The present invention is based on the realisation that the advantages in terms of processed simplicity achievable with the process described with reference to FIG. 3 can be achieved using standard implanters arranged to project ions in a direction perpendicular to or substantially perpendicular to the silicon surface into which the UMOS trenches have been formed. This is illustrated in FIG. 4 which shows the same structure as that shown in FIG. 3 but with the direction of implantation substantially perpendicular to the upper surface of the silicon structure as represented by arrows 19.
 It will be appreciated from FIG. 4 that the upper surface of the silicon structure is protected by the oxide layers which extend up to the edge of the trenches. Most of the ions which enter the trenches will be injected into the upper surface of the polysilicon gates. The remainder of the ions will be injected into the upper edges of the thin oxide layers 16. Some of the ions entering the insulating layers 16 will be scattered and some of those scattered ions will be scattered into the trench walls covered by the insulating layers 16. Thus the source regions 15 will be formed by scattered ions rather than by directly implanted ions as is the case with angled implantation such as shown in FIGS. 2 and 3. Although only a small proportion of the implanted ions are scattered from the insulating layer 16 into the underlying trench side walls, by appropriate control of implantation energies and implantation dose sufficient ions can be delivered into the source regions 15 to ensure correct operation of the device.
 Because implantation is relied upon, a wider range of ionic species can be used than in the case of gaseous dopant deposition. For example arsenic dopant may be used for N type source regions, BF2 for P type. Arsenic moves very slowly in silicon because of its large ion which makes further shrinking of the geometry a possibility, whilst BF2 improves gate processing. Implantation is also a better controlled technique reducing manufacturing variation.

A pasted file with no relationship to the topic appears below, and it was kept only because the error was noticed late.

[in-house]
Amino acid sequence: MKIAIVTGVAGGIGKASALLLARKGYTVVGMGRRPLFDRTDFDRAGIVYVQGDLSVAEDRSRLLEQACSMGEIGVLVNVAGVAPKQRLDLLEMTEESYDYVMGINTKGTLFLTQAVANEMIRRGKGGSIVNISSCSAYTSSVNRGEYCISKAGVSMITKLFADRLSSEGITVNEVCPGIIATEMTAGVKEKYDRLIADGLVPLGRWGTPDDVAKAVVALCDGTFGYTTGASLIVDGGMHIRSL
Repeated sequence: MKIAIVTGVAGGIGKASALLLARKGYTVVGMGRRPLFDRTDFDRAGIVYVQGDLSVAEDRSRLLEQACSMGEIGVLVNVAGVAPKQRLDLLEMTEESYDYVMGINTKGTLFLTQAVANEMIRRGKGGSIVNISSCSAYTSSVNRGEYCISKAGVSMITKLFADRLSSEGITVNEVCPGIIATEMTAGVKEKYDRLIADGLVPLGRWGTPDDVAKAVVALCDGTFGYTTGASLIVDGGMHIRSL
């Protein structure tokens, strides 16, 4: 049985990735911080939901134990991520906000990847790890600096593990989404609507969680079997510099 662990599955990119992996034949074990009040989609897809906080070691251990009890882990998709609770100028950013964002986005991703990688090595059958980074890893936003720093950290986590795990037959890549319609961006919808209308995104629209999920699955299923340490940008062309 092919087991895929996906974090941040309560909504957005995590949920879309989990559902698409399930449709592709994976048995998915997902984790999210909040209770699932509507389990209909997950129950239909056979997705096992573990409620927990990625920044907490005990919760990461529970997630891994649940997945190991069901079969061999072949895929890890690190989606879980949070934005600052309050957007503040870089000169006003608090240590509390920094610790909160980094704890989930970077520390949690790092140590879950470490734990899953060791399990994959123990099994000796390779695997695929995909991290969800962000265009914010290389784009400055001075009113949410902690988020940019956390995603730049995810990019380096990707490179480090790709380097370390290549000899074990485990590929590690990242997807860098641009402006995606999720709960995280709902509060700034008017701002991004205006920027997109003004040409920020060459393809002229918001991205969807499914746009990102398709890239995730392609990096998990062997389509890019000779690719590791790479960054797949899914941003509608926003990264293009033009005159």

After scattering dopant ions into the source regions, a substantial number of dopant ions will be deposited within the insulating layers 16. During subsequent processing steps some of this dopant may be driven into the underlying source regions as a result for example of thermal processing procedures. The primary delivery mechanism is however direct scattering of implanted ions from the silicon oxide lattice defined by the insulating layers 16 into the underlying silicon.
 Implanting devices emit a beam of ions with a certain variation in angle, for example implanting devices based on the raster principle have as much as plus or minus 2 degrees in tilt angle. Given the crystalline nature of silicon, if an implanted ion travels exactly at right angles to the crystal structure it would travel through the lattice relatively easily, causing this ion to penetrate more deeply than expected. So as to prevent this channelling effect, implanters are usually set to 7° tilt angle from the vertical or thereabouts, and some implanters have a small amount of adjustment (typically 0 to 10° from the vertical). Experiments using a 7° angle have proved to deliver the required amount of dopant to the side walls.